Google goes to court today with the US DOJ in a major anti-monopoly trial over search deals

The stage is set today for a new and major trial that concerns allegations of monopolist behavior by a major tech company. In this case, the company that’s accused of these practices is Google, and its being taken to court today by the US Department of Justice.

CNBC reports that the trial between Google and the DOJ starts today in front of a Washington D.C. District Court judge. The DOJ claims that Google has made anticompetitive moves surrounding its search engine by forcing other companies to make it the default on their products.

There are actually two parts to the DOJ’s case. One is that Google makes payment to companies that make web browsers like Apple with their Safari app so that the Google search engine is the default for those browsers.

The other part involves smartphone and tablet companies that want to use Google’s Android OS. The DOJ claims Google’s contracts with these device companies require them to install certain apps, including Search, before they can get get the full use of Google’s Android services.

CNBC says:

The government argues that these arrangements locked up important distribution channels for search, creating overwhelming barriers to entry for rival search engines to compete with. Because of Google’s alleged dominant position in the market, the government contends that these moves violated antitrust law by illegally maintaining a monopoly.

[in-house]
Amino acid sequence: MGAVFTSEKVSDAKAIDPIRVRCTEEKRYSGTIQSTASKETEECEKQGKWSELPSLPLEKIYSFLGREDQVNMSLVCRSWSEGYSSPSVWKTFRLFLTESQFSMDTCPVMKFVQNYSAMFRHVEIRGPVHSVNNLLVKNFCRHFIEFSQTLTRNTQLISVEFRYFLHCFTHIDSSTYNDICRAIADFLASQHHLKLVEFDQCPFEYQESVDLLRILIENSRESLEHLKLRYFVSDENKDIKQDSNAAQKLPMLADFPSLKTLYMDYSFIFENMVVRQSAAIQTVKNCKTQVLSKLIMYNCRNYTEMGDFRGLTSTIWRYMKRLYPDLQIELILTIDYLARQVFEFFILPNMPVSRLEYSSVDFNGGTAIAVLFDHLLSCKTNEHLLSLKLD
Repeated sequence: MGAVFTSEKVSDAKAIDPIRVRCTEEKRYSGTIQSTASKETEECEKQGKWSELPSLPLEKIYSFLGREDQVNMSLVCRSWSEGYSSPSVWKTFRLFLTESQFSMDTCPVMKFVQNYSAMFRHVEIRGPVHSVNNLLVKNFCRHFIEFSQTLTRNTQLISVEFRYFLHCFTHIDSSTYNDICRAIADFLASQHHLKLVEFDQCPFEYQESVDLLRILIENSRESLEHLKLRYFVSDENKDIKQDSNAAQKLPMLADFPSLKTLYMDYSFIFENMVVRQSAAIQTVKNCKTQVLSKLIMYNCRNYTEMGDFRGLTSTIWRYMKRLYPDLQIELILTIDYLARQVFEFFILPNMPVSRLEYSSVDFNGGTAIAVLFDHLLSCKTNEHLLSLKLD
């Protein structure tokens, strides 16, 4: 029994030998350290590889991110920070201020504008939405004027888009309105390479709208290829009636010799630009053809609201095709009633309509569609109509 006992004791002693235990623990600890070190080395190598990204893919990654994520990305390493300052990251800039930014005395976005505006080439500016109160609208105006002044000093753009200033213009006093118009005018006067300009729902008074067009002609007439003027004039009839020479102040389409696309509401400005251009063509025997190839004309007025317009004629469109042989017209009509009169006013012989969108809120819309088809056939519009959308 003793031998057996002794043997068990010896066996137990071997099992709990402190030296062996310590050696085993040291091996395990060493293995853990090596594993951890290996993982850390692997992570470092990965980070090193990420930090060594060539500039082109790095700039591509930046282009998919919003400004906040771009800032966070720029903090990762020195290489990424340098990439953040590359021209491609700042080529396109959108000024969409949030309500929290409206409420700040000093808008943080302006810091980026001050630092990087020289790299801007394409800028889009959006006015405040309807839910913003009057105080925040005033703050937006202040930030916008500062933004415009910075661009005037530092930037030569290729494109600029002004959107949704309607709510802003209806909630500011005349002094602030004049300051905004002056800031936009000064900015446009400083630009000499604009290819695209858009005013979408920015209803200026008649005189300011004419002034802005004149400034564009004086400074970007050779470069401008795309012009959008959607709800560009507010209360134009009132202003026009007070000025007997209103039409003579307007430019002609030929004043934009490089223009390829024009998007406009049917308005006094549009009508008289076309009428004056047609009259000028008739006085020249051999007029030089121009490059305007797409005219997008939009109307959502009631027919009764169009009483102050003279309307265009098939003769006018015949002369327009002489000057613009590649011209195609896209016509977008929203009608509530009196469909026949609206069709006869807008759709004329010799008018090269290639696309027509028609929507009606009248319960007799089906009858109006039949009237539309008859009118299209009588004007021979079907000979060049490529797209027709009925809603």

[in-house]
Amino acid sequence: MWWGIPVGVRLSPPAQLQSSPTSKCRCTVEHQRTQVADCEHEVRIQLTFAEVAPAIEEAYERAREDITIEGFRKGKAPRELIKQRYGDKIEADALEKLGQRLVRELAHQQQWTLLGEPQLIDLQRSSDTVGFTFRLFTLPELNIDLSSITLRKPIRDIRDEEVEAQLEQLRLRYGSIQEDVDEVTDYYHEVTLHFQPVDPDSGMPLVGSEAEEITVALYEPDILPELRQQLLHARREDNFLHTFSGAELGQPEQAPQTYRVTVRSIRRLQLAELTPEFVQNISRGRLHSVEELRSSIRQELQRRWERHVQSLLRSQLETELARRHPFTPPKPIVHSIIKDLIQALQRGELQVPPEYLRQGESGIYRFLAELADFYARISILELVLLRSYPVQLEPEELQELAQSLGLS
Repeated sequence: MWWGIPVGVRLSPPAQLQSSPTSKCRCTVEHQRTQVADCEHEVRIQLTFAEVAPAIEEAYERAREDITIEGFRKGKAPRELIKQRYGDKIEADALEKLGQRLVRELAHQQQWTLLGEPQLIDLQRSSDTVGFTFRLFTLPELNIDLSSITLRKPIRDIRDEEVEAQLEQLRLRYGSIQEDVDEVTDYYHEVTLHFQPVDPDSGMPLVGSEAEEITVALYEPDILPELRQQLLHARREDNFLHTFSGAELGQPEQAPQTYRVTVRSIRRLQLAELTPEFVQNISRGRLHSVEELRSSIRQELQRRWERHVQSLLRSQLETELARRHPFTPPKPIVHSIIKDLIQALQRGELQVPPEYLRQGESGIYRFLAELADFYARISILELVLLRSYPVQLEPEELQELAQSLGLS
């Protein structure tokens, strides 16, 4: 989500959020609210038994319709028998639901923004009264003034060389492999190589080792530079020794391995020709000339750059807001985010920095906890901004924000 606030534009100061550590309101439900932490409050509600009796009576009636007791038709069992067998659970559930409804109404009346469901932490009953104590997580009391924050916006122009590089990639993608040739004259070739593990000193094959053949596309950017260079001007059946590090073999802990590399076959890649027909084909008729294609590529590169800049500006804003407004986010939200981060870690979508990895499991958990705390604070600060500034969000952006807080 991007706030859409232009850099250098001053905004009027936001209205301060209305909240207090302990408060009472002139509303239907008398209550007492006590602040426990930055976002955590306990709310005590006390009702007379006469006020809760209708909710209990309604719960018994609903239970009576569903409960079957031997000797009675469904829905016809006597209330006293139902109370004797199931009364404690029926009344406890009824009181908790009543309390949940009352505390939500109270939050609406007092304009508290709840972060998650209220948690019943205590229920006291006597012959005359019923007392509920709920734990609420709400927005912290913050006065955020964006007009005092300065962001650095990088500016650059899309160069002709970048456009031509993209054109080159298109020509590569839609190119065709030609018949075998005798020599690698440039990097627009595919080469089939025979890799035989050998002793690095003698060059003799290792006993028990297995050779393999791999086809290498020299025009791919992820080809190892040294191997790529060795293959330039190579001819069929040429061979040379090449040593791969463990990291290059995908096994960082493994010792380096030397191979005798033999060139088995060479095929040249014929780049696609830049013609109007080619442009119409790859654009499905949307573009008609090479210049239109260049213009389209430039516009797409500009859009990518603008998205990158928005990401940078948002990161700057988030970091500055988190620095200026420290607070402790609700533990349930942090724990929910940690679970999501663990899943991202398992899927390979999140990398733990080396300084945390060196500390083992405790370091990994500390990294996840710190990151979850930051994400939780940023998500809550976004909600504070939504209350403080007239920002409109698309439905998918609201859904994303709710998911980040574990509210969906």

The DOJ also claims Google’s search advertising tool is incompatible with Microsoft’s Bing search engine, claiming that the company “favors advertising on its own platform and steers advertiser spending towards itself.”

On Friday, Kent Walker, the president of global affairs for both Google and its parent company Alphabet, wrote a blog post that previews the company’s defense in the trial with the DOJ. Walker stated in part:

We’re proud that browser makers opt to show Google Search based on the quality of our products. Apple’s leaders have said they choose Google because it’s “the best.” Importantly, our browser agreements are not exclusive. As shown below, Bing and Yahoo! also pay Apple to be featured in Safari, and other rival services appear, too. In short, our success comes down to the quality of our products, not the quantity of our contracts.

Walker also makes a point about Microsoft’s Bing search engine and how the company tries to, in his words, “aggressively”make it harder to switch from using Bing to Google Search on its Edge browser. He stated:

Despite this, the overwhelming majority of Microsoft users choose to search with Google. In fact, “Google” is the number one search query on Bing worldwide. Contrary to the DOJ’s theory, people know they have choices, and they make them.

Finally, Walker stated that the company’s Search Ads 360 “makes it easier for advertisers to manage campaigns on multiple platforms”and added, “American law doesn’t require putting the preferences of your competitors over those of your clients.”

CNBC says the Google-DOJ trial could take as long as 10 weeks to complete.

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